In conclusion, annual inpatient hospitalization rates and number of inpatient days per year significantly decreased for HIV patients in this multistate cohort between 2002 and 2007, with the largest decrease occurring in 2005. Decreased admission rates and inpatient days were associated with high CD4 counts, and low HIV-1 RNA. Women, blacks, HIV transmission from IDU, and older patients still display relatively high inpatient utilization, pointing to persistence of disparities despite advances in HIV treatment.
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Alameda County Medical Center, Oakland, California (Howard Edelstein, MD)
Children's Hospital of Philadelphia, Philadelphia, Pennsylvania (Richard Rutstein, MD)
Community Health Network, Rochester, New York (Roberto Corales, DO)
Community Medical Alliance, Boston, Massachusetts (James Hellinger, MD)
Drexel University, Philadelphia, Pennsylvania (Sara Allen, CRNP, Peter Sklar, MD)
Henry Ford Hospital Detroit, Michigan (Norman Markowitz, MD)
Johns Hopkins University, Baltimore, Maryland (Kelly Gebo, MD, Richard Moore, MD)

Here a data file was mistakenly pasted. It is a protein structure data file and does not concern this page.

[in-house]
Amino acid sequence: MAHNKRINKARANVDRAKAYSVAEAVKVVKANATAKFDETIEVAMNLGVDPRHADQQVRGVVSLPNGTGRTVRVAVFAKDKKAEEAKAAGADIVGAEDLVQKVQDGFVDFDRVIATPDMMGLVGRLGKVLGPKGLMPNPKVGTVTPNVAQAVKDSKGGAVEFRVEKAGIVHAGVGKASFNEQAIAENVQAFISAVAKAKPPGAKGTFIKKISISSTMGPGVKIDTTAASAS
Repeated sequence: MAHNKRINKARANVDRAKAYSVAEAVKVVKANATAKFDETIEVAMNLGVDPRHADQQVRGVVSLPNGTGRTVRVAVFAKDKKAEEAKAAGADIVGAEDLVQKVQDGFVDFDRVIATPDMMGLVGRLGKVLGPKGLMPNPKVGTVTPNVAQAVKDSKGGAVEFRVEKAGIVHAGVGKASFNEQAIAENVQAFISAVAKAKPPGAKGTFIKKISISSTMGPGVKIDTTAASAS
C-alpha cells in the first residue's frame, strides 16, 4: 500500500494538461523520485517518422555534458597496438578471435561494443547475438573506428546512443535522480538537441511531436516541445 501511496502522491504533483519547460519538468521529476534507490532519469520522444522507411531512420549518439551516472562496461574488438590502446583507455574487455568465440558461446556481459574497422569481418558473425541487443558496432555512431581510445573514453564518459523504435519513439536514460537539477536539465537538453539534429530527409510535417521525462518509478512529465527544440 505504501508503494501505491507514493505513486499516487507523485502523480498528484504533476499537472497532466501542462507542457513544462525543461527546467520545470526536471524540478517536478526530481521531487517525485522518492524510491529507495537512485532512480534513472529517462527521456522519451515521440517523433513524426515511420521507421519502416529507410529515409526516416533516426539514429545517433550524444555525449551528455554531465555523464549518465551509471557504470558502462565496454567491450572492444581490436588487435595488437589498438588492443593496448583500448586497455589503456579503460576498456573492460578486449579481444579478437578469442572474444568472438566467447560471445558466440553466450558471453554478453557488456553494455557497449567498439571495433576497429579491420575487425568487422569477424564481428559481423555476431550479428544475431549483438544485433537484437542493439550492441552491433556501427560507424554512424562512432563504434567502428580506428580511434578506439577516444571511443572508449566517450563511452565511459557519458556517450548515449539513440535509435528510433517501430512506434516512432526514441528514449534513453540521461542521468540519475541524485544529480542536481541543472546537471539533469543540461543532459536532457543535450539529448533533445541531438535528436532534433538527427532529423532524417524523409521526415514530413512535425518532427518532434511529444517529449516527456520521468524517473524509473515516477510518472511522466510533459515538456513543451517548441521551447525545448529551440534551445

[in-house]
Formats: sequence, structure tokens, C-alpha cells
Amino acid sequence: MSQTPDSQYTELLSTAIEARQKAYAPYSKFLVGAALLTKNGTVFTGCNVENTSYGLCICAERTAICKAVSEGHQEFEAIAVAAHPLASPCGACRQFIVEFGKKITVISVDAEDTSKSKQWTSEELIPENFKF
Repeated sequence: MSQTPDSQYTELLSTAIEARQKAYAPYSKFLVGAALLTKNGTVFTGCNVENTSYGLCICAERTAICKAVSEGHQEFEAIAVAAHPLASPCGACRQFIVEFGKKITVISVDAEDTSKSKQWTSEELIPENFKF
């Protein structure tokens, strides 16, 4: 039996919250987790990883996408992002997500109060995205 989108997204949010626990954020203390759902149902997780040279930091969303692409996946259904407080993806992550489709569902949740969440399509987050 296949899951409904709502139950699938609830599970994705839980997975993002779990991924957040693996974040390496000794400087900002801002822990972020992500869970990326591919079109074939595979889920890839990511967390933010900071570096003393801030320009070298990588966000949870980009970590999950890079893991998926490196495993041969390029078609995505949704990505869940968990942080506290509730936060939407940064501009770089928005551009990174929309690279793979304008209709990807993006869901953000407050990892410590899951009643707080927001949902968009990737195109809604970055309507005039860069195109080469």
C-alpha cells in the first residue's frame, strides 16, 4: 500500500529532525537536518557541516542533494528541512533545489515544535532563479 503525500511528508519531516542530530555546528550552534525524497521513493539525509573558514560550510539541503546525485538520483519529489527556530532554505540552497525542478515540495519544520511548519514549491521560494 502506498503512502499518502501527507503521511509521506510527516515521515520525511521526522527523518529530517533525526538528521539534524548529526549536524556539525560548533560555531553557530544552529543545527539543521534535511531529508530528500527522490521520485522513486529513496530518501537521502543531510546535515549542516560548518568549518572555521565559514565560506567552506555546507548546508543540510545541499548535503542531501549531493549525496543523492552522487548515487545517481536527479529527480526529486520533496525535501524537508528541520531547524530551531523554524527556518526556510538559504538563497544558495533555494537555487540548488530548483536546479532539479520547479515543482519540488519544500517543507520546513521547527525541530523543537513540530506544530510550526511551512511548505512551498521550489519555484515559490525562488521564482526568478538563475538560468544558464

Montefiore Medical Group, Bronx, New York (Robert Beil, MD)
Montefiore Medical Center, Bronx, New York (Lawrence Hanau, MD)
Nemechek Health Renewal, Kansas City, Missouri (Patrick Nemechek, DO)
Oregon Health and Science University, Portland, Oregon (P. Todd Korthuis, MD)
Parkland Health and Hospital System, Dallas, Texas (laura Armas, MD)
St. Jude's Children's Hospital and University of Tennessee, Memphis, Tennessee (Aditya Gaur, MD) St. Luke's Roosevelt Hospital Center, New York, New York (Victoria Sharp, MD)
Tampa General Health Care, Tampa, Florida (Charurut Somboonwit, MD)
University of California, San Diego, La Jolla, California (Stephen Spector, MD)
University of California, San Diego, California (W. Christopher Mathews, MD)
Wayne State University, Detroit, Michigan (Jonathan Cohn, MD)
Agency for Healthcare Research and Quality, Rockville, Maryland (Fred Hellinger, PhD, John Fleishman, PhD, Irene Fraser, PhD)
Health Resources and Services Administration, Rockville, Maryland (Alice Kroliczak, PhD, Robert Mills, PhD)
Substance Abuse and Mental Health Services Administration, Rockville, MD (Kevin Mulvey, PhD, Pat Roth)
Data Coordinating Center
Johns Hopkins University (Richard Moore, MD, Jeanne Keruly, CRNP, Kelly Gebo, MD, Perrin Hicks, MPH, Michelande Ridoré, BA, Cindy Voss, MS, Bonnie Cameron, MS)